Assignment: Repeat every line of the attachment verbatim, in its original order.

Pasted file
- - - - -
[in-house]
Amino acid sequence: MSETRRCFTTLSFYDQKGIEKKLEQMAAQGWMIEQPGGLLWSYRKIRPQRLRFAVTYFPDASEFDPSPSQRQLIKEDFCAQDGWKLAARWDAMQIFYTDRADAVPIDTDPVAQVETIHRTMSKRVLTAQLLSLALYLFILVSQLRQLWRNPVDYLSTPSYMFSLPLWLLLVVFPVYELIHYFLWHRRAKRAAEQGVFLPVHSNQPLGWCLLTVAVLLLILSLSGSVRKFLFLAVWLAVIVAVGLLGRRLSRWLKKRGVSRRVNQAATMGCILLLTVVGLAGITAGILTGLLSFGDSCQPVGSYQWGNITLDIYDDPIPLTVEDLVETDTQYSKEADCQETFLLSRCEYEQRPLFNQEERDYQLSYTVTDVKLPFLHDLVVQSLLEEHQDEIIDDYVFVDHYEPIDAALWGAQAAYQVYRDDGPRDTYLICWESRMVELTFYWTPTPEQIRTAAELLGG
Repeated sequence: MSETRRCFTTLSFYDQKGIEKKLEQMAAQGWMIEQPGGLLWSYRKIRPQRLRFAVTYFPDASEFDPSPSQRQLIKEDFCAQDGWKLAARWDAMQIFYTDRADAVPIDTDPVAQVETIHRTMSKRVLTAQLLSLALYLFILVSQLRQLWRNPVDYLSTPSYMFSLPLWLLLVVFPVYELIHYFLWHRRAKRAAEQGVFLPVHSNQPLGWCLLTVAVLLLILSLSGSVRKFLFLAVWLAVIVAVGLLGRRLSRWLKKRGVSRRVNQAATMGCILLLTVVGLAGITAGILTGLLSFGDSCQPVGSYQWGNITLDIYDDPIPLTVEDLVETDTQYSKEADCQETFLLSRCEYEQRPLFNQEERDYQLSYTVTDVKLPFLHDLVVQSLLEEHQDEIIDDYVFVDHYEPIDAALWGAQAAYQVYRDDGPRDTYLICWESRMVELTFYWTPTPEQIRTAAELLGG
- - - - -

[in-house]
Amino acid sequence: MSETRRCFTTLSFYDQKGIEKKLEQMAAQGWMIEQPGGLLWSYRKIRPQRLRFAVTYFPDASEFDPSPSQRQLIKEDFCAQDGWKLAARWDAMQIFYTDRADAVPIDTDPVAQVETIHRTMSKRVLTAQLLSLALYLFILVSQLRQLWRNPVDYLSTPSYMFSLPLWLLLVVFPVYELIHYFLWHRRAKRAAEQGVFLPVHSNQPLGWCLLTVAVLLLILSLSGSVRKFLFLAVWLAVIVAVGLLGRRLSRWLKKRGVSRRVNQAATMGCILLLTVVGLAGITAGILTGLLSFGDSCQPVGSYQWGNITLDIYDDPIPLTVEDLVETDTQYSKEADCQETFLLSRCEYEQRPLFNQEERDYQLSYTVTDVKLPFLHDLVVQSLLEEHQDEIIDDYVFVDHYEPIDAALWGAQAAYQVYRDDGPRDTYLICWESRMVELTFYWTPTPEQIRTAAELLGG
Repeated sequence: MSETRRCFTTLSFYDQKGIEKKLEQMAAQGWMIEQPGGLLWSYRKIRPQRLRFAVTYFPDASEFDPSPSQRQLIKEDFCAQDGWKLAARWDAMQIFYTDRADAVPIDTDPVAQVETIHRTMSKRVLTAQLLSLALYLFILVSQLRQLWRNPVDYLSTPSYMFSLPLWLLLVVFPVYELIHYFLWHRRAKRAAEQGVFLPVHSNQPLGWCLLTVAVLLLILSLSGSVRKFLFLAVWLAVIVAVGLLGRRLSRWLKKRGVSRRVNQAATMGCILLLTVVGLAGITAGILTGLLSFGDSCQPVGSYQWGNITLDIYDDPIPLTVEDLVETDTQYSKEADCQETFLLSRCEYEQRPLFNQEERDYQLSYTVTDVKLPFLHDLVVQSLLEEHQDEIIDDYVFVDHYEPIDAALWGAQAAYQVYRDDGPRDTYLICWESRMVELTFYWTPTPEQIRTAAELLGG